One of the things I have been trying to do is run through some of my Mom’s old recipes in her club’s cookbooks that I haven’t ever made before. This year on request from the house; I was asked to attempt the Ham Pie in case my mom’s didn’t come. The traditional Easter ham pie is something of a must have in our house growing up and was left to me to chop for many years. It goes by several names aka “Pizza gaina” (or pizza ghan, puzza rustica, pizza china) and seems that the variations on the name is as abundant as the variations on the dough type; from crisp, flaky, savory pie to doughy pizza style. and yes I am sharing: for the full recipe see here
The shopping for this dish always proves to be expensive, but well worth it. Luckily many of the same meats and cheeses can be purchased at some of your better grocery stores if you don’t have a traditional Italian market. But plan ahead – and don’t skimp on the eggs. Its often cheaper to buy the flat of eggs than a dozen or 18 count.
I opted to do most of my shopping at a small italian place in the Mission district of San Francisco, as it is closer to me than trekking to North Beach. Lucca Ravioli Co has been around for almost century – and still holds a lot of that old world charm – just with a lot more younger faces. Lucca’s is a classic. Small and cramped with inventory that some people may never have seen in its “non ready to eat” form – it is home to a wide assortment of imports and local artisan version of italian classics. (Hint: the Panettone just came in!)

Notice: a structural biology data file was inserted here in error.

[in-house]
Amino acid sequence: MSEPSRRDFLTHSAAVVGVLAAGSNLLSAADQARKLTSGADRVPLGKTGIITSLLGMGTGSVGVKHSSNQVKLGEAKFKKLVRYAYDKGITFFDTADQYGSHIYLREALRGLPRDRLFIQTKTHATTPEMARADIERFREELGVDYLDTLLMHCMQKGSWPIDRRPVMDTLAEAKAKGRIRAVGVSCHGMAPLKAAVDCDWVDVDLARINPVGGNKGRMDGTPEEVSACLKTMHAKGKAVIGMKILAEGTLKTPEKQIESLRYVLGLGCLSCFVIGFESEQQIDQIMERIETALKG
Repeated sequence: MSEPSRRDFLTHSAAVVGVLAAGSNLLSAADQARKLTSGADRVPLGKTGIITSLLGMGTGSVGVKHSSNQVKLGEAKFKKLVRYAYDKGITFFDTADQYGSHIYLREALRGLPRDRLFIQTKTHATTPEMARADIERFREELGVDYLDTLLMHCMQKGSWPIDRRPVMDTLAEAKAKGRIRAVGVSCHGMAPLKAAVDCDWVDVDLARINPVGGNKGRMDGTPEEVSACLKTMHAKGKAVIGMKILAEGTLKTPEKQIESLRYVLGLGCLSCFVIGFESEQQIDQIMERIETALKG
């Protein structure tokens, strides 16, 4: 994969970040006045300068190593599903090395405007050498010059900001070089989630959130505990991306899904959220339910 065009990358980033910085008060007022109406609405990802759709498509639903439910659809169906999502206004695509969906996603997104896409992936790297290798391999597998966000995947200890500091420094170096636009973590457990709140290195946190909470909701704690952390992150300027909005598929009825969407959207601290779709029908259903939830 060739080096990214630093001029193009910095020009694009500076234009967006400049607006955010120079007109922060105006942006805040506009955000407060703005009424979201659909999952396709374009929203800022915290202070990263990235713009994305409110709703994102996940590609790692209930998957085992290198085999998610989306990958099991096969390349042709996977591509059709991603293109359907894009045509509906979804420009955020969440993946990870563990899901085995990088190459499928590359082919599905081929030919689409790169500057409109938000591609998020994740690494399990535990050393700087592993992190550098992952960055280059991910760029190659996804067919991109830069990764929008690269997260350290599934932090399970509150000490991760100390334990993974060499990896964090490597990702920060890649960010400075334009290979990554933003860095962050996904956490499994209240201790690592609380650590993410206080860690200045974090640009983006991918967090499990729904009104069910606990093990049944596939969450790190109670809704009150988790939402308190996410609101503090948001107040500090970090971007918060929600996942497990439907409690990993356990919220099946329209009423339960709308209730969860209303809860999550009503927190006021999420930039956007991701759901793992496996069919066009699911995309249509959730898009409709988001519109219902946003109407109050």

Lucca Ravioli Co. www.luccaravioli.com
1100 Valencia St. (Corner 22nd St.) (415) 647-5581
Step 3 – And now the make;
Once the dough is chilled – it is really mostly about putting it all together in order and baking. I thing of it as making a “quiche on steroids”.
- Cut Meats & Cheese ✅
- Prepare your dry ingredients ✅
- Make dough and chill dough ✅
- Crack and whisk the eggs ✅
- Add meat & cheese to layed out dough ✅
- Cover with egg mixture ✅
- Do some fancy stuff on top ✅
- A little sprinkle of grated cheese ✅
- Baked till solid and toothpick comes out clean ✅
- Let sit in the pans till cool, then remove and finish cooling on a rack
Hint: Give it a little foil “condom” in case the springform pan leaks
And the bake
Depending on the stove you use; they will back for anywhere for 52 – 90 min. Some recipes use a start high, reduce heat to 325 degree method, while others use a standard 350 degrees temp.
When they are fully cooled – you can wrap them in plastic wrap and then in foil to freeze (they do that great), eat or leave in refrigerator and serve cold or room temp the next day. Mostly personal choice.
As luck would have it – my larger one was underbred and had a wet center – but you can slice them and toss them on a cookie sheet to back further – they won’t be as impressive but will taste the same.
Another fun fact- as a test I also made one in a loaf pan and it came out great. So don’t be afraid to play with the shapes of the pans.
Post Easter update:
The full recipe for that amount meat will probably make 8 to 9 pies using a standard 8″ or 9″ cake pan. This will vary based on amount of eggs and the thickness of crust.
Below are a few other recipes I found
Clara Corrado’s Ham Pie (this is the one closet to my Mom’s version of the dough )
For the full recipe see here